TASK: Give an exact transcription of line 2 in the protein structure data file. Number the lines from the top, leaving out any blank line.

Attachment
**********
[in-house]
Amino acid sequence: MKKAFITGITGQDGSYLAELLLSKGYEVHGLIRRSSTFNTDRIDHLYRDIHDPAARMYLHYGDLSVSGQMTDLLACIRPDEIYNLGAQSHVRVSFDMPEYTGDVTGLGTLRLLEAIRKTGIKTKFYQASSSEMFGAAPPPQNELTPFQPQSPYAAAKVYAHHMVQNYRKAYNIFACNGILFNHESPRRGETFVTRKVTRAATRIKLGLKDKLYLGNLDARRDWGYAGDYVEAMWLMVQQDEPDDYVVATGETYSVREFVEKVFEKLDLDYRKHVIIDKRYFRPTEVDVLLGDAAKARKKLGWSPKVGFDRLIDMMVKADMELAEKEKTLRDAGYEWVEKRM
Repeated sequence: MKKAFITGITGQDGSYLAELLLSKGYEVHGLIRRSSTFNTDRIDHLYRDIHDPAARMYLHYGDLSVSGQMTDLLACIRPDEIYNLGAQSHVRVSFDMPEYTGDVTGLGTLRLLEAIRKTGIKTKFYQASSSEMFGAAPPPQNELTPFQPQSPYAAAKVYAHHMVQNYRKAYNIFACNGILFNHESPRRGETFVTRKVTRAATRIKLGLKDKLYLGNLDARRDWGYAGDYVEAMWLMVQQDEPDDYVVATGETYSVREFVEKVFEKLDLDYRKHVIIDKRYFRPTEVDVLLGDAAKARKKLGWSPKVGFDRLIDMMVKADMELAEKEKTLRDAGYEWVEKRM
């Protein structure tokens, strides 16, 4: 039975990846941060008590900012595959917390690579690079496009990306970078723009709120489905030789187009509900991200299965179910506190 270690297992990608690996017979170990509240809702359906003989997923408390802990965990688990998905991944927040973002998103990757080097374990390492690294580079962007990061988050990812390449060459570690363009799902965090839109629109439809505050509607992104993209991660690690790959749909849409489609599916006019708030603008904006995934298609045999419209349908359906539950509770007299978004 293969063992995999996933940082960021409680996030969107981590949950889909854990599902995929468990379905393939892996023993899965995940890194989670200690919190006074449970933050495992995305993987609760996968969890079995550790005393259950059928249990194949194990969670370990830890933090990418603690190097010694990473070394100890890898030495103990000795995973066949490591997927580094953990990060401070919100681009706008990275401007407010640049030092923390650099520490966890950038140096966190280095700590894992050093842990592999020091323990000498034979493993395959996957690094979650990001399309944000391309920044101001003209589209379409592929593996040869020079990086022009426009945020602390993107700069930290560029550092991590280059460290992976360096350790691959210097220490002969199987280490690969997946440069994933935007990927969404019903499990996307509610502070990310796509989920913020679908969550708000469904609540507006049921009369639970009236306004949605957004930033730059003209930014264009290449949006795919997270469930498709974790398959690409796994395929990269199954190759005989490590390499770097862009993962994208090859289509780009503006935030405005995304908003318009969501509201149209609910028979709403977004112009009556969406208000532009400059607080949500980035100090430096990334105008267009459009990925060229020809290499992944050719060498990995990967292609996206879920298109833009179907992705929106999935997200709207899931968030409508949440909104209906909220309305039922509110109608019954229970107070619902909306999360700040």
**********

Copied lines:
Amino acid sequence: MKKAFITGITGQDGSYLAELLLSKGYEVHGLIRRSSTFNTDRIDHLYRDIHDPAARMYLHYGDLSVSGQMTDLLACIRPDEIYNLGAQSHVRVSFDMPEYTGDVTGLGTLRLLEAIRKTGIKTKFYQASSSEMFGAAPPPQNELTPFQPQSPYAAAKVYAHHMVQNYRKAYNIFACNGILFNHESPRRGETFVTRKVTRAATRIKLGLKDKLYLGNLDARRDWGYAGDYVEAMWLMVQQDEPDDYVVATGETYSVREFVEKVFEKLDLDYRKHVIIDKRYFRPTEVDVLLGDAAKARKKLGWSPKVGFDRLIDMMVKADMELAEKEKTLRDAGYEWVEKRM